How China’s 5G ascent could herald the end of US big tech

Countries’ 5G networks have become the subject of intense debate—and the Australian government can take some of the credit for that. Its decision to exclude high-risk vendors in August 2018 was marked by a refreshing openness about the grounds on which it was made. The thinking about risk and security was very similar to that in the EU security assessment of 5G released in October 2019.

Two core factors in these assessments are that 5G providers that have legal and other imperatives to cooperate covertly and deeply with their home governments pose a greater security risk than providers without these obligations and imperatives—and that governments do not want to be beholden to the governments of states with which they do not share values or interests. Both these factors apply in the case of the Chinese state and its two 5G ‘national champions’, Huawei and ZTE.

While there has been a burgeoning and critical debate inside and between governments, there’s been strikingly less talk about what the future 5G world means for ‘big tech’ in China and the US—the two homes of the globe’s tech giants.

That’s surprising, because arguably the strategic and economic competition between Xi Jinping’s China and Donald Trump’s America has at its centre a contest over advanced technology and the future of global data and communications. Xi’s China Dream can’t be achieved without China’s big tech firms dominating their US counterparts globally, because gaining strategic and economic power depends so heavily on having technological ascendancy, especially in data and communications.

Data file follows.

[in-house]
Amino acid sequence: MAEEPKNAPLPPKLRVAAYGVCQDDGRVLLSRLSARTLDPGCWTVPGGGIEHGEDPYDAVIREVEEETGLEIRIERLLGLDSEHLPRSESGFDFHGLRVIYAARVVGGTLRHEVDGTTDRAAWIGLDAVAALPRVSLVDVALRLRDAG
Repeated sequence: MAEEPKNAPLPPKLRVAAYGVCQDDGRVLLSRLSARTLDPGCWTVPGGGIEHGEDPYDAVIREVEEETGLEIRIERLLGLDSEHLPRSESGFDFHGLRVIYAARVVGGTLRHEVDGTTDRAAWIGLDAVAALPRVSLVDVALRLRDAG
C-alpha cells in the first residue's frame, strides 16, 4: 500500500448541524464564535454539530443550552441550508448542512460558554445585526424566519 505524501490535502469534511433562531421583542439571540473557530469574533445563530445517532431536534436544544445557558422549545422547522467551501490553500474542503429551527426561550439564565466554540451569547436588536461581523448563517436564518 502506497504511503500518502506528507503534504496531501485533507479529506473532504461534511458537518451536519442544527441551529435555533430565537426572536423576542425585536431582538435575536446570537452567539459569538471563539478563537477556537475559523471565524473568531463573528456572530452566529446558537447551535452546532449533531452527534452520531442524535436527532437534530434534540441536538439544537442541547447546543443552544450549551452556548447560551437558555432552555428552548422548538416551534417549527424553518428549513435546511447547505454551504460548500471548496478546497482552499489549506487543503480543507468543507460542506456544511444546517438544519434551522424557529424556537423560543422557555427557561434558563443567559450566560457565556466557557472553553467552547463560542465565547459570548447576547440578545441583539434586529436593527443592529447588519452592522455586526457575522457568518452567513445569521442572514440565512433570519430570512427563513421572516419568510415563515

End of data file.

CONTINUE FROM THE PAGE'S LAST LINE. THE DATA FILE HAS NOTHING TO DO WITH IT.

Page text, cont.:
But even without the state-on-state great-power competition, Alphabet (Google’s parent company), Amazon, Apple and Microsoft all have existential stakes in the future of global communications. The odd thing is they don’t seem to be acting like it.

If, as some experts predict, Huawei and ZTE win the race to build and operate much of the world’s 5G infrastructure, US tech firms will be dependent on them to transmit their services and products. American big tech will live in a Chinese walled garden of technology and be subject to the curators’ choices about what it can and can’t do, at least in major markets like Southeast Asia, Africa and chunks of Europe.

On the flip side, China’s non-5G tech giants Baidu, Alibaba and Tencent (BAT) will ride on the digital infrastructure of Huawei and ZTE. Given the Chinese Communist Party’s digital authoritarian model of fused state–corporate cooperation, this puts BAT in an advantageous position—not just in the China home market, but wherever the Chinese 5G champions provide the digital infrastructure.

The worst-case scenario for big US tech is that Apple, Facebook and Google in effect become apps inside a Chinese global information ecosystem. Chinese state policies and BAT, Huawei and ZTE would decide which of their products and services can be hosted on Chinese digital infrastructure and services. That looks like a very bad business plan, unless entering bankruptcy or becoming CCP-compliant in your global operations is the end goal.

So far, Apple’s and Google’s forays into 5G have been about 5G smartphones—which will also ride on the underlying 5G infrastructure.

So why are these US tech giants seemingly snoozing at the wheel on 5G and future communications infrastructure? Maybe they’re like great white sharks, lurking deep but ready to break the surface and show us that they knew what they had to do all along. But there’s no sign of that.

Maybe they’re planning to get a jump on 6G, thinking that new communications concepts and systems—like cheap and ubiquitous constellations of small satellites—will deliver a new source of communications business advantage that undercuts terrestrial 5G networks.